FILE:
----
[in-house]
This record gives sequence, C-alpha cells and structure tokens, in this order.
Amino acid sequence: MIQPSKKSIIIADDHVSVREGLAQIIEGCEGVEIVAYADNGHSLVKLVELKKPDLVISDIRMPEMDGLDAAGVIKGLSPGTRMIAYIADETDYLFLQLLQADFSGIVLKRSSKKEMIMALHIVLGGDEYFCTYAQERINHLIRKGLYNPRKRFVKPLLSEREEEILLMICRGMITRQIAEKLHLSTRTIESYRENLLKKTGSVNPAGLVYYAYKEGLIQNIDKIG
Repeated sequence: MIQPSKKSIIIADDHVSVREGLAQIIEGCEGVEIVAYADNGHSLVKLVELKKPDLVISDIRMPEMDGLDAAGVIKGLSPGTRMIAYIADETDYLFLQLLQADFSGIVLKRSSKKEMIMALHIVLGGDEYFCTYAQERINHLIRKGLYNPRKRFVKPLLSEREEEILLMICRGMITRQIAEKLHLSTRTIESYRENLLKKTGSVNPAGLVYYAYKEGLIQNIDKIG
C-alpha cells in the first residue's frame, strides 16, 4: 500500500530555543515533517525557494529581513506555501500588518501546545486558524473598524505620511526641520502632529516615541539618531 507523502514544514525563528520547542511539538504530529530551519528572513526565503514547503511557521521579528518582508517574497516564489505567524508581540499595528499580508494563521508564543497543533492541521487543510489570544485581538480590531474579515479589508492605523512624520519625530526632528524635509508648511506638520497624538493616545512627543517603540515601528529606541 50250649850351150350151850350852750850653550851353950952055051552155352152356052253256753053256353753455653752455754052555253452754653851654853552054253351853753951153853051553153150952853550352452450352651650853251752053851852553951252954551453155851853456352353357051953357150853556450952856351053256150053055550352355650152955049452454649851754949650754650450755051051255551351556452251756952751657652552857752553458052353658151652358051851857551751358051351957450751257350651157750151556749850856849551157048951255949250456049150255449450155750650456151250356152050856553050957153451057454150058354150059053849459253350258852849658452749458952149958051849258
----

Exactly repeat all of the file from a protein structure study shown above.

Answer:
[in-house]
This record gives sequence, C-alpha cells and structure tokens, in this order.
Amino acid sequence: MIQPSKKSIIIADDHVSVREGLAQIIEGCEGVEIVAYADNGHSLVKLVELKKPDLVISDIRMPEMDGLDAAGVIKGLSPGTRMIAYIADETDYLFLQLLQADFSGIVLKRSSKKEMIMALHIVLGGDEYFCTYAQERINHLIRKGLYNPRKRFVKPLLSEREEEILLMICRGMITRQIAEKLHLSTRTIESYRENLLKKTGSVNPAGLVYYAYKEGLIQNIDKIG
Repeated sequence: MIQPSKKSIIIADDHVSVREGLAQIIEGCEGVEIVAYADNGHSLVKLVELKKPDLVISDIRMPEMDGLDAAGVIKGLSPGTRMIAYIADETDYLFLQLLQADFSGIVLKRSSKKEMIMALHIVLGGDEYFCTYAQERINHLIRKGLYNPRKRFVKPLLSEREEEILLMICRGMITRQIAEKLHLSTRTIESYRENLLKKTGSVNPAGLVYYAYKEGLIQNIDKIG
C-alpha cells in the first residue's frame, strides 16, 4: 500500500530555543515533517525557494529581513506555501500588518501546545486558524473598524505620511526641520502632529516615541539618531 507523502514544514525563528520547542511539538504530529530551519528572513526565503514547503511557521521579528518582508517574497516564489505567524508581540499595528499580508494563521508564543497543533492541521487543510489570544485581538480590531474579515479589508492605523512624520519625530526632528524635509508648511506638520497624538493616545512627543517603540515601528529606541 50250649850351150350151850350852750850653550851353950952055051552155352152356052253256753053256353753455653752455754052555253452754653851654853552054253351853753951153853051553153150952853550352452450352651650853251752053851852553951252954551453155851853456352353357051953357150853556450952856351053256150053055550352355650152955049452454649851754949650754650450755051051255551351556452251756952751657652552857752553458052353658151652358051851857551751358051351957450751257350651157750151556749850856849551157048951255949250456049150255449450155750650456151250356152050856553050957153451057454150058354150059053849459253350258852849658452749458952149958051849258